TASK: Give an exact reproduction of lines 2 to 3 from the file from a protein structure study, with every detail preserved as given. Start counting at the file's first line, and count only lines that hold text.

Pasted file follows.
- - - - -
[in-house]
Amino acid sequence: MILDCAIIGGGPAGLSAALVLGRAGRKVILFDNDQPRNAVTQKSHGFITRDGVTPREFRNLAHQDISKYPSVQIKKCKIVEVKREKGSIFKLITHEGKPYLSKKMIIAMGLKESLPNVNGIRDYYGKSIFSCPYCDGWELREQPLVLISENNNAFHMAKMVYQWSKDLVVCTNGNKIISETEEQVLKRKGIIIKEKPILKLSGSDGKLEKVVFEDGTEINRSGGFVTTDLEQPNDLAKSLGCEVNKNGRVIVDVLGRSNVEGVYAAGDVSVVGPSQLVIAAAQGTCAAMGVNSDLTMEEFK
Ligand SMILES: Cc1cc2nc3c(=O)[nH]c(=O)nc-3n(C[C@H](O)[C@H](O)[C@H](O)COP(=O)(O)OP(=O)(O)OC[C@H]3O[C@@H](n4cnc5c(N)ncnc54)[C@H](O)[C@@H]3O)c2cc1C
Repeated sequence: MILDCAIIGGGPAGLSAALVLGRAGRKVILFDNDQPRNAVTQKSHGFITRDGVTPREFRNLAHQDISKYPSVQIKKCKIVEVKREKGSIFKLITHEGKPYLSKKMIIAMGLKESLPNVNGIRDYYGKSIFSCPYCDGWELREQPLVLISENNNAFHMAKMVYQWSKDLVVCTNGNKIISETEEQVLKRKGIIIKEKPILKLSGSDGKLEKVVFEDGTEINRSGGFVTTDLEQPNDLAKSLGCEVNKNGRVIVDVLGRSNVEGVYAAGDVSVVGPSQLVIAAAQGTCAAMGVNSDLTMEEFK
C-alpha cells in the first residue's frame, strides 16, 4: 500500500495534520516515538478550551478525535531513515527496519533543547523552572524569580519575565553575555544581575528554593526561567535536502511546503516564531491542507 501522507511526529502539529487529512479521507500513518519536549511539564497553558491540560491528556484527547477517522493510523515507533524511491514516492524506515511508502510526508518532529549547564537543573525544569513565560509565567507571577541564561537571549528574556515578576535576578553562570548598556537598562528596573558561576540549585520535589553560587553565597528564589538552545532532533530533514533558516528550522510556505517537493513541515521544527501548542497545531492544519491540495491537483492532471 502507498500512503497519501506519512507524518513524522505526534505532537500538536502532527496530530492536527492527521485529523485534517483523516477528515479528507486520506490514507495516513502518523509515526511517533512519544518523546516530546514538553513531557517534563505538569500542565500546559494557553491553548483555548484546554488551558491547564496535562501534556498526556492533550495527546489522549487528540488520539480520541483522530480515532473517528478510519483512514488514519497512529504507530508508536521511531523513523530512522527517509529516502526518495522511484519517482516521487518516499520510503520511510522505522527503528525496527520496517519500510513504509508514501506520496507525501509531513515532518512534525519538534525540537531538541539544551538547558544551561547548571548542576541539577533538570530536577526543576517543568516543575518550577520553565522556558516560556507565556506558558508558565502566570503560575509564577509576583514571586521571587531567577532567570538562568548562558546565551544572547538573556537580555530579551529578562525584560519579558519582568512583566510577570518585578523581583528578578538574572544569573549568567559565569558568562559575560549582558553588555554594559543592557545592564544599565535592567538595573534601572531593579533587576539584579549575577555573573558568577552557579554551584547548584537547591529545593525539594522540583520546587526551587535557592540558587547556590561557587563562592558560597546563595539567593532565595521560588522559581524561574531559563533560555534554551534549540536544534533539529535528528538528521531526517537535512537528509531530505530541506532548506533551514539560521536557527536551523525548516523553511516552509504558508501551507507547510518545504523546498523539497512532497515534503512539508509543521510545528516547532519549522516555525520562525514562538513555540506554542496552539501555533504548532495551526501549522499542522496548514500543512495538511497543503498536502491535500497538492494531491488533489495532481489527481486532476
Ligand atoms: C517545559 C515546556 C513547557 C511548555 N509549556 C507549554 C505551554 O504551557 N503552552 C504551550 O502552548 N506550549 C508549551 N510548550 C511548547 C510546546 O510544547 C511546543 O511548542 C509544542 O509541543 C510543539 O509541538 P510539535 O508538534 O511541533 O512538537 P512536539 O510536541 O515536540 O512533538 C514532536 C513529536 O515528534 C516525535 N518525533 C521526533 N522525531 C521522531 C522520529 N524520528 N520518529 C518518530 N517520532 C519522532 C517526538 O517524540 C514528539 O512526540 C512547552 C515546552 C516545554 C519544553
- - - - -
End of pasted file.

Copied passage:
Amino acid sequence: MILDCAIIGGGPAGLSAALVLGRAGRKVILFDNDQPRNAVTQKSHGFITRDGVTPREFRNLAHQDISKYPSVQIKKCKIVEVKREKGSIFKLITHEGKPYLSKKMIIAMGLKESLPNVNGIRDYYGKSIFSCPYCDGWELREQPLVLISENNNAFHMAKMVYQWSKDLVVCTNGNKIISETEEQVLKRKGIIIKEKPILKLSGSDGKLEKVVFEDGTEINRSGGFVTTDLEQPNDLAKSLGCEVNKNGRVIVDVLGRSNVEGVYAAGDVSVVGPSQLVIAAAQGTCAAMGVNSDLTMEEFK
Ligand SMILES: Cc1cc2nc3c(=O)[nH]c(=O)nc-3n(C[C@H](O)[C@H](O)[C@H](O)COP(=O)(O)OP(=O)(O)OC[C@H]3O[C@@H](n4cnc5c(N)ncnc54)[C@H](O)[C@@H]3O)c2cc1C